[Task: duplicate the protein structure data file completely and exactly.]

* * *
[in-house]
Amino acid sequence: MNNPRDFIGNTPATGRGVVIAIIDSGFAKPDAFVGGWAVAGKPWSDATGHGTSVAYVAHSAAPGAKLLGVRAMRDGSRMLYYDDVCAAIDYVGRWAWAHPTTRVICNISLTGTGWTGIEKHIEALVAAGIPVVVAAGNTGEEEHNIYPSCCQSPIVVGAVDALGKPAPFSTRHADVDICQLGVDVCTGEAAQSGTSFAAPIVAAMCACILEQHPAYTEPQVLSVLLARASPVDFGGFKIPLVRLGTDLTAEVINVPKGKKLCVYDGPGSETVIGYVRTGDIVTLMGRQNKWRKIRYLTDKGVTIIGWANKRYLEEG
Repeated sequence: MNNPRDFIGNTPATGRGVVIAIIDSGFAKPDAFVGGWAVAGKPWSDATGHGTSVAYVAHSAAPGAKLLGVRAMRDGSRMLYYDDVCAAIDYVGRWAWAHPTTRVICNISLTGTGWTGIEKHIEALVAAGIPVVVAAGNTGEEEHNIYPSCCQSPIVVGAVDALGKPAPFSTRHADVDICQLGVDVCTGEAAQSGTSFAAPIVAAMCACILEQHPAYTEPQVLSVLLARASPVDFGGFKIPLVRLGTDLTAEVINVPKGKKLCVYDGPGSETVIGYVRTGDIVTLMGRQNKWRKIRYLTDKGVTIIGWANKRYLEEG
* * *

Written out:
[in-house]
Amino acid sequence: MNNPRDFIGNTPATGRGVVIAIIDSGFAKPDAFVGGWAVAGKPWSDATGHGTSVAYVAHSAAPGAKLLGVRAMRDGSRMLYYDDVCAAIDYVGRWAWAHPTTRVICNISLTGTGWTGIEKHIEALVAAGIPVVVAAGNTGEEEHNIYPSCCQSPIVVGAVDALGKPAPFSTRHADVDICQLGVDVCTGEAAQSGTSFAAPIVAAMCACILEQHPAYTEPQVLSVLLARASPVDFGGFKIPLVRLGTDLTAEVINVPKGKKLCVYDGPGSETVIGYVRTGDIVTLMGRQNKWRKIRYLTDKGVTIIGWANKRYLEEG
Repeated sequence: MNNPRDFIGNTPATGRGVVIAIIDSGFAKPDAFVGGWAVAGKPWSDATGHGTSVAYVAHSAAPGAKLLGVRAMRDGSRMLYYDDVCAAIDYVGRWAWAHPTTRVICNISLTGTGWTGIEKHIEALVAAGIPVVVAAGNTGEEEHNIYPSCCQSPIVVGAVDALGKPAPFSTRHADVDICQLGVDVCTGEAAQSGTSFAAPIVAAMCACILEQHPAYTEPQVLSVLLARASPVDFGGFKIPLVRLGTDLTAEVINVPKGKKLCVYDGPGSETVIGYVRTGDIVTLMGRQNKWRKIRYLTDKGVTIIGWANKRYLEEG